New functional fish feeds to reduce cardiovascular disease


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In our previous article in International Aquafeed (vol. 16, issue 2, March/April 2013, 22-24), the concept of sustainable production of functional fish feeds and hence fish was introduced. Our work focuses on cardiovascular diseases (CVDs) and how we can produce sustainably functional fish feeds and hence fish with enhanced cardioprotective activities. Even today, it is still not entirely clear why some cohorts in the seven countries study had coronary heart disease (CHD) at low frequencies but high levels of serum cholesterol (Keys et al., 1984). In our everyday practice as nutritionists and aquaculturists, this question needs to be addressed: do we really need to lower our serum cholesterol in order to protect ourselves from CHD and CVDs?

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New functional fish feeds to reduce cardiovascular disease

  1. 1. I N C O R P O R AT I N G f i s h far m ing t e c h no l og y November | December 2013 New functional fish feeds to reduce cardiovascular disease International Aquafeed is published six times a year by Perendale Publishers Ltd of the United Kingdom. All data is published in good faith, based on information received, and while every care is taken to prevent inaccuracies, the publishers accept no liability for any errors or omissions or for the consequences of action taken on the basis of information published. ©Copyright 2013 Perendale Publishers Ltd. All rights reserved. No part of this publication may be reproduced in any form or by any means without prior permission of the copyright owner. Printed by Perendale Publishers Ltd. ISSN: 1464-0058 The International magazine for the aquaculture feed industry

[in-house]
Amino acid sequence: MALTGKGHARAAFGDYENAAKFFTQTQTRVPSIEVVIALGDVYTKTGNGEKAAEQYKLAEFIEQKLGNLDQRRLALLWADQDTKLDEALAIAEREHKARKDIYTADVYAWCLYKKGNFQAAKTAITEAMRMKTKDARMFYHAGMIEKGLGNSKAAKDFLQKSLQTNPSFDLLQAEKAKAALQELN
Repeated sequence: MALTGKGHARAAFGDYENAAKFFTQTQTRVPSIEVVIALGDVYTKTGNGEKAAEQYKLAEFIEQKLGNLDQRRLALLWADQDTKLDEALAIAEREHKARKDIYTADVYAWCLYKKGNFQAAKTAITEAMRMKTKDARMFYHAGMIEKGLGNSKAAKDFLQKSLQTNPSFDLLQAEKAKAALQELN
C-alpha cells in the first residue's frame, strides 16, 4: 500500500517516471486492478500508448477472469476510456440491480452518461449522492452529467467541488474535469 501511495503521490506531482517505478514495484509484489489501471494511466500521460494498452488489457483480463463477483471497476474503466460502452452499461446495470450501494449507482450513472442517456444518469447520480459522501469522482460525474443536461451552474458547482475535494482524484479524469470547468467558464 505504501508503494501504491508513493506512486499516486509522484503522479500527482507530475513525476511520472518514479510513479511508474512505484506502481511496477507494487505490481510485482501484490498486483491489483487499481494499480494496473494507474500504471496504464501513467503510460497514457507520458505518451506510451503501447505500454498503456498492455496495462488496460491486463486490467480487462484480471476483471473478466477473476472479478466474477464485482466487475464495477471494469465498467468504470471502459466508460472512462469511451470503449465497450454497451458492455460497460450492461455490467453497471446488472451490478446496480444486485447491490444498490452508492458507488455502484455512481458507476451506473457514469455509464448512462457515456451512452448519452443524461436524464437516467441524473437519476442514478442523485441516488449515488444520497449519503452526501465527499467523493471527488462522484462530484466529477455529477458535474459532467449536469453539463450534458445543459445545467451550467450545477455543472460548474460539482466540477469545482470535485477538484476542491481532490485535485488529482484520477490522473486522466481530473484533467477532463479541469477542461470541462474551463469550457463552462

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  3. 3. FEATURE New functional fish feeds to reduce cardiovascular disease by Constantina Nasopoulou, post-doctoral researcher, and Ioannis Zabetakis, assistant professor, University of Athens, Greece I n our previous article in International Aquafeed (vol. 16, issue 2, March/April 2013, 22-24), the concept of sustainable production of functional fish feeds and hence fish was introduced. Our work focuses on cardiovascular diseases (CVDs) and how we can produce sustainable, functional fish feeds and hence fish with enhanced cardioprotective activities. Even today, it is still not entirely clear why some cohorts in the seven countries study had coronary heart disease (CHD) at low frequencies but high levels of serum cholesterol (Keys et al., 1984). In our everyday practice as nutritionists and aquaculturists, this question needs to be addressed: do we really need to lower our serum cholesterol in order to protect ourselves from CHD and CVDs? Fish instead of statins? In a related recent study assessing the association of various statins to diabetes, it was found that higher potency statins, especially atorvastatin and simvastatin, might be associated with an increased risk of new onset diabetes (Carter et al., 2013). Given this recent evidence on the side effects of statins, we might need to wonder: do we really need statins or would we be better protected by food polar lipids? And if so, how can we use different raw ingredients and feed formulations in order to produce novel functional fish feeds and fish against CVDs? In this way, a double gain is sought: creating novel functional feeds and food by simultaneously lowering our dependency on medicines. CVDs are now preventable but they are still the top global cause of death and stroke affecting millions of people around the globe. Given their link to diet and nutritional patterns, CVDs are on the focal point for many pharmaceutical, nutraceutical and food companies. On the other hand, food availability and food sustainability are top priorities worldwide. Let us remind ourselves that the term ‘food security’ has two dimensions: first, it implies that food is available, accessible, and affordable in sufficient quantity and quality. Second, it implies an assurance that this state of affairs can reasonably be expected to continue; or in other words, that it can be sustained. It is, thus, rather urgent to focus research in Life Sciences on food functionality against CVDs and how we can achieve such functionality in a sustainable way. An interdisciplinary approach is urgently needed: we need indeed to address the issues of food security and cardioprotection simultaneously. The reason is simple: sardine oil has some strong cardioprotective properties (Nasopoulou et al., 2013b) but if we keep fishing wild sardines, the sardine stocks will be depleted and soon we will not have enough sardine oil to produce fish oil for aquaculture, or omega-3 pills for the pharmacy shelf! So, we need to re-evaluate our practices. The projected increase in world population and therefore demand for food in the fore- seeable future poses some risks on how secure is the food production system today. Millions of people are threatened by malnutrition, CVDs, diabetes, and obesity. This is a multidimensional challenge: the production of food needs to be increased but also the quality of food needs to be improved so less people suffer from undernourishment and CVDs. This problem needs to be evaluated by critically assessing all recent developments on the role of food components against CVDs, presenting recent insights for assessing the nutritional value of food and suggesting novel approaches toward the sustainable production of food that would, in turn, lead to increased food security. We need to tackle the issue of the sustainability of lipid sources and GM crops from a food security point of view, with ‘sustainability’ and ‘functionality’ as our two main priorities (Zabetakis, 2013). What is olive pomace? Olive pomace (OP) is one of two major byproducts of the olive oil extraction industry when using the three-phase centrifugal technology, the other being the olive mill wastewater (OMWW). Thus OP is a natural agricultural byproduct of olive oil production. The modern two-phase centrifugal extraction technology - a more efficient and environmentally friendly centrifugation process merges OP with OMWW to produce a single byproduct named olive mill waste (OMW), containing higher moisture and lower oil content compared to the traditional three-phase centrifugal technology byproduct. 28 | INterNatIoNal AquAFeed | November-December 2013